JOHANNESBURG – Government has been given a clear warning by ratings agencies and economists: there needs to be fiscal change.
Standard and Poor’s Global dropped its rating for South Africa’s local currency debt to junk status at the weekend.
It has now joined ratings agency Fitch with both its local and foreign currency ratings below sub-investment grade.
Moody’s has placed the country on review, but kept its ratings at one notch above junk.
The Finance Ministry has responded to the ratings decisions by saying that next year’s February budget will outline decisive and specific policy measures to strengthen the fiscal framework.
However, Mike Schussler of economist.co.za disagrees.
“The problem with that is we’ve always been told we have plans. The problem is on the implementation side.”
Cosatu’s Sizwe Pamla says government has offered little financial direction.
“We are worried. Treasury could have done much more.”
Despite this, the ministry says it has noted the concerns by the ratings agencies and will present a plan to boost growth and improve business confidence.
But Business Leadership South Africa (BLSA) says there needs to be an urgent commitment to the broader economic crisis to avoid more downgrades.
COO Busi Mavuso says more needs to be done to stabilise the economy.
“There needs to be good governance around SOEs (state-owned enterprises). We shouldn’t be surprised that we’ve been downgraded, because we failed to address all the things we were requested to address by ratings agencies.”
Economist Hugo Pienaar says it’s critical that the February budget by the Finance Minister, Malusi Gigaba, shows a firm commitment to consolidating the budget over time.
“If we can do that, we may prevent a Moody’s downgrade, but this will take quite a bit of hard work for us to prevent that.”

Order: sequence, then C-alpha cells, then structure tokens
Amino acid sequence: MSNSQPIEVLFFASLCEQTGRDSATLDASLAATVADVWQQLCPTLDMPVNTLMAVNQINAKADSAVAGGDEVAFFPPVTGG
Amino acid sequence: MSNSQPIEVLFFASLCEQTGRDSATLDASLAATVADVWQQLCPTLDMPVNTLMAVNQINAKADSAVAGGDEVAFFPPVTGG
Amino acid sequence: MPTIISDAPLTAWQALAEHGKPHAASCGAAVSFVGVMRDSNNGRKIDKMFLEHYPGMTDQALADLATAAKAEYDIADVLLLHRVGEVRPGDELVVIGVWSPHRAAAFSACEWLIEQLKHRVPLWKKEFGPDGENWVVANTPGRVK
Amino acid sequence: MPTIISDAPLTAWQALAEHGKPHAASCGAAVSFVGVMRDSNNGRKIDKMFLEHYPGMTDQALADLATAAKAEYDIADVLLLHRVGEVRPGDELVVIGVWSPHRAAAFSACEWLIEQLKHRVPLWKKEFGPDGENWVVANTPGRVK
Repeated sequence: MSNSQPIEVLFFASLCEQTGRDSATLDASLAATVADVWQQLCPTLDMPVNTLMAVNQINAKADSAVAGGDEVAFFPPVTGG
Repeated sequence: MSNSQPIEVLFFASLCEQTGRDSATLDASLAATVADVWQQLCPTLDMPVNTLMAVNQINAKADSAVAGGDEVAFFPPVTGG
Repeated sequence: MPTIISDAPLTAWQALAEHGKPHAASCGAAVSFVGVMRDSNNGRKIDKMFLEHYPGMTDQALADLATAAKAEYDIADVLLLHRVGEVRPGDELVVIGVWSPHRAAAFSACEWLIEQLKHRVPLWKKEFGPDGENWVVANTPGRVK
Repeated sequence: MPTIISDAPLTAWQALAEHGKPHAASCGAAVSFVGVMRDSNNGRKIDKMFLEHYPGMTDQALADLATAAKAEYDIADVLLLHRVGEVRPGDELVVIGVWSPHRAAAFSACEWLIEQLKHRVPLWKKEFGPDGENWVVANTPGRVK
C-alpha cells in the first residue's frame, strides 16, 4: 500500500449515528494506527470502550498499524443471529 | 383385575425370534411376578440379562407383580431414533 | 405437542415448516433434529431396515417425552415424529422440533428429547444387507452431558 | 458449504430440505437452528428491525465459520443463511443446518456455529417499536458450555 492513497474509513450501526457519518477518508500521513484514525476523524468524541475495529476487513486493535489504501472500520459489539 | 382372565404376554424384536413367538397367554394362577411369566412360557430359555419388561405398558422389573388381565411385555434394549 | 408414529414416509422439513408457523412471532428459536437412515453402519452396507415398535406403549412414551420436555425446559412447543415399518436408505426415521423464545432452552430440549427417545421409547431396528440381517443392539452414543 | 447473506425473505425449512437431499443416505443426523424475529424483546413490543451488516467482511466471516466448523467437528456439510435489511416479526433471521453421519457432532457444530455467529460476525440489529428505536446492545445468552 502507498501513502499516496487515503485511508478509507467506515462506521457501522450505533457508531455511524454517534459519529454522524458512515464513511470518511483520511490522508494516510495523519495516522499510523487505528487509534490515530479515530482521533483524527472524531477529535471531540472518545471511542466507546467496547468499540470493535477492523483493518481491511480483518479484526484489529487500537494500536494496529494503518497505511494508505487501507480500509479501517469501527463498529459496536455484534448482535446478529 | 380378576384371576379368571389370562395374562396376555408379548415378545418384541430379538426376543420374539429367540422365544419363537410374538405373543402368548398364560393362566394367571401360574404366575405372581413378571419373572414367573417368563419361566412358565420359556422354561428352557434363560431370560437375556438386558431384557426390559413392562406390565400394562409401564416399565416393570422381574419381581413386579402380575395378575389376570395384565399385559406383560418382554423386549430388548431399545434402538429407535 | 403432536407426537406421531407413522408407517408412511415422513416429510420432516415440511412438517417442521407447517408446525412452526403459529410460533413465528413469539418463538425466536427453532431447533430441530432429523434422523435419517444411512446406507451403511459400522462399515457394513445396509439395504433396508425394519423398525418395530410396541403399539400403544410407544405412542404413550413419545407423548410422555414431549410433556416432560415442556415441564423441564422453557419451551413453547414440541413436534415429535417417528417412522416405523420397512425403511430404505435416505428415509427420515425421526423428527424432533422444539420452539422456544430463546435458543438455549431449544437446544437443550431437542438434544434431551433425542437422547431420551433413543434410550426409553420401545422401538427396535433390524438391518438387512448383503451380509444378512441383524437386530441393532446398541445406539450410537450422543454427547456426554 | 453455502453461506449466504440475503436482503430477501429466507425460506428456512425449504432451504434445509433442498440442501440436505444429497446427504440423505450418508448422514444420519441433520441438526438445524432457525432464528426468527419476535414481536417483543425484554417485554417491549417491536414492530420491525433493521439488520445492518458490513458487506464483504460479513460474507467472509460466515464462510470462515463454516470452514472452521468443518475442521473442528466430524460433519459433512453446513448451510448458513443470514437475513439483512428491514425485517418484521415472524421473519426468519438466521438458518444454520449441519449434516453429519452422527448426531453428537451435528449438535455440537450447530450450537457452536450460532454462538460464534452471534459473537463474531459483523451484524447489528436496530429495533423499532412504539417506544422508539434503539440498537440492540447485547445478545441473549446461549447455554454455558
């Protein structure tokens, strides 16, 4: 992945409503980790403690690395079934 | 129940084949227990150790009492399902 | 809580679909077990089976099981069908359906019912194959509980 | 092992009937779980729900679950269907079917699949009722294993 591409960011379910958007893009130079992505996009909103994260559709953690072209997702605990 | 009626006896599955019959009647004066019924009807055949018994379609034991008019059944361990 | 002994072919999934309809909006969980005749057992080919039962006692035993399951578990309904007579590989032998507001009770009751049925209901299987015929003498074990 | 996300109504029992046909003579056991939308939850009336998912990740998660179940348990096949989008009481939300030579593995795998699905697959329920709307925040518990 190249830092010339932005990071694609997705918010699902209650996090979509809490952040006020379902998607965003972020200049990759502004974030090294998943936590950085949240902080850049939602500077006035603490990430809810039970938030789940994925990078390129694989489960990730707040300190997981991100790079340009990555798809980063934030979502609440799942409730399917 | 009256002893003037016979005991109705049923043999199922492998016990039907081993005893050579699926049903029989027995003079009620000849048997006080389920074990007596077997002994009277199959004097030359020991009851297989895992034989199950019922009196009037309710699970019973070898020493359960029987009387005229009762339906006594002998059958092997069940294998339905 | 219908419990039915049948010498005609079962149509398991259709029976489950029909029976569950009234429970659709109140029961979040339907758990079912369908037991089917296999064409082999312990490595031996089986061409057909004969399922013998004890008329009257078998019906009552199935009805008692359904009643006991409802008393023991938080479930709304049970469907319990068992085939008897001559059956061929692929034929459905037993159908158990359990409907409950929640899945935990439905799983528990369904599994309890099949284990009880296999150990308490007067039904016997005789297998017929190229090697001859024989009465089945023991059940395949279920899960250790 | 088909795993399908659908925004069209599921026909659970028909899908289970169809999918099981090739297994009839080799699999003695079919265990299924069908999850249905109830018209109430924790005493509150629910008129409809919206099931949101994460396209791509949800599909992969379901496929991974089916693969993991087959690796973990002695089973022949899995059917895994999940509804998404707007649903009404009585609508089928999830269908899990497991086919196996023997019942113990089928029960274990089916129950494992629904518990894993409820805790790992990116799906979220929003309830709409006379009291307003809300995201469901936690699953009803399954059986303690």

Meanwhile, Democratic Alliance leader Mmusi Maimane says parties and organisations need to work together to constitute a new government which will upgrade South Africa to an investor friendly country.
“We’ve got great business people and we’ve got great public servants. I think we bring all those people together, we can fight this battle of ensuring that we turn the tide of South Africa’s investment grade.”
In a statement, BLSA CEO Bonang Mohale put blame on the government, saying the current administration seems to derive joy at scoring own goals.
He says many economic and political problems South Africans experience are rooted in corruption, state capture and political patronage resulting in a trust deficit.
Mohale says the two Cabinet reshuffles, mixed messages around nuclear capability, poor numbers, a lack of direction in the medium-term budget policy statement and most recently the resignation of Michael Sachs at National Treasury, have all sent a message of instability to ratings agencies.
Additional reporting by Pelane Phakgadi.
(Edited by Shimoney Regter)